Welcome to The Switch! If you received this in your inbox, thank you for signing up and trusting us. If you read this as a post on our site, please sign up here so that you can receive it immediately in the future. Every week I watch the hottest fintech news from the past week. This includes everything from funding rounds to trends to an analysis of a particular space to hot takes on a particular company or phenomenon. There’s a lot of fintech news out there, and it’s my job to stay up to date – and understand it – so you stay informed. — Mary Ann
Credit scores have been around since 1989, or for more than three decades. They are also known as FICO scores; and FICO stands for Fair Isaac Corporation. The Consumer Financial Protection Bureau (CFPB) describes FICO as “a pioneer” in developing a method of calculating credit scores based on information collected by credit reporting agencies. Many financial institutions have long touted the FICO score as an equitable way to determine a person’s creditworthiness. Whether you can take out a home loan and how much interest you pay depends on your FICO score. The higher it is, the more chance you have.
But there is a problem with this model. It seems to reward those who are already doing well financially and punish those who don’t. And the rejection of the latter’s applications for a house, car or other types of loans can arguably perpetuate a vicious circle of inability to break out of poverty or other circumstances. For example, if you can’t get a loan to buy a car or pay the interest rates, it can make it harder for you to find a job.
In recent years, a number of fintechs have emerged trying to challenge the current model. In May, I wrote about Jay-Z-backed Altro, which raised $18 million to help people build credit through recurring forms of payment such as digital subscriptions to Netflix, Spotify, and Hulu. Earlier this year, Petal announced it has raised a $140 million Series D financing round at an $800 million valuation to help reverse the “broken” traditional credit system. Founded in 2016, Petal offers two Visa credit card products for underserved consumers with little to no credit history. The startup says its goal is to help people “build credit, not debt.”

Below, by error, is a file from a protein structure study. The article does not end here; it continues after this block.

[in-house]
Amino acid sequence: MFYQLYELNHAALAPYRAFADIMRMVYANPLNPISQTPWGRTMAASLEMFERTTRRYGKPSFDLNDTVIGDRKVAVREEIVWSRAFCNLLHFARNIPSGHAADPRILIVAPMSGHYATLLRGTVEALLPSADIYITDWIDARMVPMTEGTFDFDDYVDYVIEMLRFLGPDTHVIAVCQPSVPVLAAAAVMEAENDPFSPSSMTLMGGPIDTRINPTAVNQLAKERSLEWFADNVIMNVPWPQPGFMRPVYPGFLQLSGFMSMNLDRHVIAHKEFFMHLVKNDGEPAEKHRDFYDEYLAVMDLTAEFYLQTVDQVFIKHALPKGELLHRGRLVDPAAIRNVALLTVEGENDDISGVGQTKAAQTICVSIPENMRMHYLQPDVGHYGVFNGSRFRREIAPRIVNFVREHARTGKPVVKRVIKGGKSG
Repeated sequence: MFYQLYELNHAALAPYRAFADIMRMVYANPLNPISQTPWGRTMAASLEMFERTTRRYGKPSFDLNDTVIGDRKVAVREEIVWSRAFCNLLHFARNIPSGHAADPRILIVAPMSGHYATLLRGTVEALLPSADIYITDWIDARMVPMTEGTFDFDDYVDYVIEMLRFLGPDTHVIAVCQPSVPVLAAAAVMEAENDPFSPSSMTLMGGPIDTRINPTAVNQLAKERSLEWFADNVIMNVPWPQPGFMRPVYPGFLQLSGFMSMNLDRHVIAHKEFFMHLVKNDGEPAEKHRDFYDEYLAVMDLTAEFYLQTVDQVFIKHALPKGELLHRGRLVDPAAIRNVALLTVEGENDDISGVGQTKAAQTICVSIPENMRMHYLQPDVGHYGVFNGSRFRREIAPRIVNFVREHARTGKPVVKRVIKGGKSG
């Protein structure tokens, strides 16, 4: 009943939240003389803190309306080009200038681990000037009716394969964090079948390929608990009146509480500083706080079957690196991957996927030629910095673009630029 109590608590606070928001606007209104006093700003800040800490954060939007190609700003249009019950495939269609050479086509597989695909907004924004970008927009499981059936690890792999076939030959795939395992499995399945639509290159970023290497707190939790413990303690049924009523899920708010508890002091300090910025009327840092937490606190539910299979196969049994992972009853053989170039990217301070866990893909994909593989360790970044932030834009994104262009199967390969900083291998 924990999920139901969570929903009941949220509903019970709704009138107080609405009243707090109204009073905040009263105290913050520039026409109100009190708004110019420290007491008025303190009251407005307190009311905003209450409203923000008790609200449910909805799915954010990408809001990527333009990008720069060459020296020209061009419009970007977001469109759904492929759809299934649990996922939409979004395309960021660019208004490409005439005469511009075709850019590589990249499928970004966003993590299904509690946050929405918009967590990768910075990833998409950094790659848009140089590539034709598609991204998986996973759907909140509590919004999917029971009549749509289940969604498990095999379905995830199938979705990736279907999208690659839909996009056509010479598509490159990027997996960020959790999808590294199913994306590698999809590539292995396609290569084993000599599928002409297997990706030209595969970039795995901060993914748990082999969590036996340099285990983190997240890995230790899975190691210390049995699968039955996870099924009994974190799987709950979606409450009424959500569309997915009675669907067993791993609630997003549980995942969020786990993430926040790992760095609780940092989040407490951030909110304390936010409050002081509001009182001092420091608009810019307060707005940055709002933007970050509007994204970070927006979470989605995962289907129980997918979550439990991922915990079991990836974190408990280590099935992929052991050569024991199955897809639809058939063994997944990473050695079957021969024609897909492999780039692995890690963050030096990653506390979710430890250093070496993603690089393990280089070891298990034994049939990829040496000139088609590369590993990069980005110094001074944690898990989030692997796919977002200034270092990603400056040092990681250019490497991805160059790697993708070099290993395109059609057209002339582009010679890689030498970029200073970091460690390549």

And last week MovieUpdates reported on two other companies seeking credit less on scores and more on how much cash a person might have in the bank. First, Anita Ramaswamy wrote about X1, which just raised $25 million in funding. X1 Card takes a different approach by insuring customers based on their income rather than their credit scores, allowing the company to set credit limits up to 5x higher than traditional card providers, according to the company. It is an attractive proposition for all kinds of people with stable incomes but low credit scores, such as recent graduates.
Later in the week, TomoCredit announced its own raise: $22 million in equity at a valuation of $222 million. The startup was founded by South Korean immigrant Kristy Kim and also received $100 million in debt financing. Like, X1, TomoCredit does not rely on FICO scores to endorse. Instead, it applies a “patented” underwriting algorithm (Tomo Score) to identify “prospect borrowers” with no credit score. The TomoCredit card requires no credit check, no deposit, 0% APR and no fees. The fintech says it offers cardholders credit limits of up to $30,000 based on their cash flow.
To this we say: what is fintech about if it doesn’t try to break the status quo?
Despite a Cooling Market, Ramp., Enterprise Expense Management Startup Launches reports that it has more than doubled its sales since the beginning of the year. In March, Ramp confirmed it had secured $550 million in debt and $200 million in equity in new financing that doubled its valuation to $8.1 billion. Now the company isn’t just seeing more SMB customers — a logical assumption given that Ramp’s closest competitor, Brex, recently announced it would largely stop serving businesses in that category. According to CEO and co-founder Eric Glyman, whom I interviewed, we’re seeing an increase in all stages of the company’s maturity.